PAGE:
A decision from the Criminal Court of the Supreme Court ratified the acquittal of the owner of a bar located in an illegal mining area who hired adolescents to work in the establishment to accompany customers to consume alcohol and occasionally engage in sexual activity with them.
In 2008, according to the General Attorney’s accusation, Elsa Cjuno Huillca took a 14 year old girl to work every day in her bar from 10:00 a.m. to 11:00 p.m. as what is commonly known as an “escort girl.” The Public Ministry presented a demand against Cjuno Huillca for the crime of human trafficking to the detriment of the minor, but in 2014, a court of the eastern department of Madre de Dios acquitted the accused under the argument that she was not aware that she was committing a crime despite the fact that the victim had declared that her work “consisted in accompanying the drinking customers” and that she did not know the amount of her salary because for each drink she served, she received a token, and her earnings depended on the number of tokens she had obtained by the end of the night.
Also, the young girl stated that the bar owner instructed her to make “come-ons”; that is, to engage in sexual intercourse with the clients, for which she would get paid a gram of gold.
After the decision of the court in Madre de Dios, the General Attorney’s Office filed an action of annulment that had to be heard and decided by the Criminal Court of the Supreme Court, chaired by judge Javier Villa Stein. The action of annulment stated that the crime of human trafficking under the modality of sexual and labor exploitation “is a fact that has been proven, making it fit to declare the sentence invalid.”
However, Villa Stein and the other four magistrates that made up the Criminal Court dismissed the action of annulment, saying that “to be an escort girl, and we understand this as a person who just drinks along with customers without having to perform any other activities, does not present itself as a type of work that would exhaust a worker” and to engage in sexual relations with the customers “was not the original intention of why she went to work at the bar, but only in one occasion the accused suggested the victim to do that. Thus this was an isolated event and not the reason why the accused took the minor to work at the bar.”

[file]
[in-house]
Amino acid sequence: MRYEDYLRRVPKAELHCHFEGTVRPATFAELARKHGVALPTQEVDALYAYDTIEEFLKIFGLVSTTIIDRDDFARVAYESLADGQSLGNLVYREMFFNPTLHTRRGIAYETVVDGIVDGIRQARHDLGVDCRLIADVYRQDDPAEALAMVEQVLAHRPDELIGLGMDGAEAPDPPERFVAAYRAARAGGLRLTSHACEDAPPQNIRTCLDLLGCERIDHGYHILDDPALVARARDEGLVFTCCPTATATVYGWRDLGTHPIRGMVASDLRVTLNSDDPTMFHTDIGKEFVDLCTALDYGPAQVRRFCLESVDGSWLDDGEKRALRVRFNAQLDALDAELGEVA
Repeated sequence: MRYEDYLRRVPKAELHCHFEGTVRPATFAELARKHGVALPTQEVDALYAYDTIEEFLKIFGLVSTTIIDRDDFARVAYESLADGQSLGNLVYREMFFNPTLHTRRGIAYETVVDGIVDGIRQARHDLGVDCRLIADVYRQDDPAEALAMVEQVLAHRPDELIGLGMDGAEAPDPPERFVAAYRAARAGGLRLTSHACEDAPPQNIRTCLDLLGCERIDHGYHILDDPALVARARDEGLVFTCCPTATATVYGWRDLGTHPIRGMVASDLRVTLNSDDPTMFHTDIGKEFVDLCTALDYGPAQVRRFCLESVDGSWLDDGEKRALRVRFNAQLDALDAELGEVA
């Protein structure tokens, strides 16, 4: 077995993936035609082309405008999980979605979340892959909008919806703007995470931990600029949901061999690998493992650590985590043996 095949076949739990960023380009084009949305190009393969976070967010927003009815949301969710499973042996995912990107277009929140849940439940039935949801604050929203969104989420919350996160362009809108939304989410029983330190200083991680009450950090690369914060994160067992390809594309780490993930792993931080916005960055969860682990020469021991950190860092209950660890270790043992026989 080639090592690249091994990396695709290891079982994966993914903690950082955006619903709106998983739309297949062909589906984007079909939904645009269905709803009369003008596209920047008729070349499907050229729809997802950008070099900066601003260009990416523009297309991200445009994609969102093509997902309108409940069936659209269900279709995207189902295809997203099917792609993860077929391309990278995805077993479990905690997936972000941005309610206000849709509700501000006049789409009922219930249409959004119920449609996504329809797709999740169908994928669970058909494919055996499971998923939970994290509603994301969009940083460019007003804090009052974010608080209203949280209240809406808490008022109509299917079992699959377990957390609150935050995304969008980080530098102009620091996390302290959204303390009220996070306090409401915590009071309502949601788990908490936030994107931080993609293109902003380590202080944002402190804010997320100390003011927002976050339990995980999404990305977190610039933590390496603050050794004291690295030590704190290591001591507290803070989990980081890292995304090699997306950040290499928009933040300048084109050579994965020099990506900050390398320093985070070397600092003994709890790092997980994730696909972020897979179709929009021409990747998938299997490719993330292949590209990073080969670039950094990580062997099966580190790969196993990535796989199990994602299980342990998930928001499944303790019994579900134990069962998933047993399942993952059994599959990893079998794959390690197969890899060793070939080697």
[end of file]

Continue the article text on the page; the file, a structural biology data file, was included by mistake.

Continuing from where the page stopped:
“For it to be deemed a sex trafficking crime, this has to be the primary reason for which a person is taken there from the start,” states the decision of the Criminal Court.
Although the decision came in January 2016, it was revealed in early September following complaints posted through the social networks. The Ministry of Women and Vulnerable Populations (MIMP) called the sentence as “dangerous and deplorable” and that it has elements that violate fundamental rights.
“The arguments to exonerate the accused, part of the court ruling, establish a dangerous legal precedent to deal with sexual or labor exploitation of children and adolescents in the future, by requiring that the trafficker had made their intention clear to the victim as a condition to legally file a demand,” the MIMP points out in a statement. “This is a precedent for impunity in similar and future cases in which the trafficker will not be imposed a sanction and thus leaving unprotected the children and adolescents in our country.”
For Carmen Barrantes, a lawyer and researcher for the humanitarian organization Terre des Hommes Suisse, the decision actually legitimizes trafficking because “none of the young girls from Cusco or Huancavelica who they recruit to work in the bars are told from the start that they are going to be sexually exploited; this does not happen anywhere in the world.”
“These girls are offered work opportunities as waitresses or cashiers; they are never told that they will be escorts girls or that they will have to drink liquor; this comes later on, after they cannot refuse and say no,” she said to the La República newspaper, adding that the court decision is not in accord with Peruvian law and international treaties dealing with human trafficking. “The law states that just the act of recruiting or luring one person constitutes the crime of human trafficking.”
So far, the National Council of the Judiciary, the entity in charge of the selection, appointment, evaluation, ratification and of destitution of judges and prosecutors in Peru, made public that an investigation has been opened against the judges who handed down the sentence.
According to the Walk Free Foundation, based in Australia and dedicated to the fight against modern slavery, Peru is the country in third place in Latin America, after Mexico and Colombia, with the highest number of trafficking victims. Between January and September of this year, the National Police recorded 243 trafficking complaints, allowing law enforcement to rescue 957 victims, of which 919 were women and 115 children and adolescents.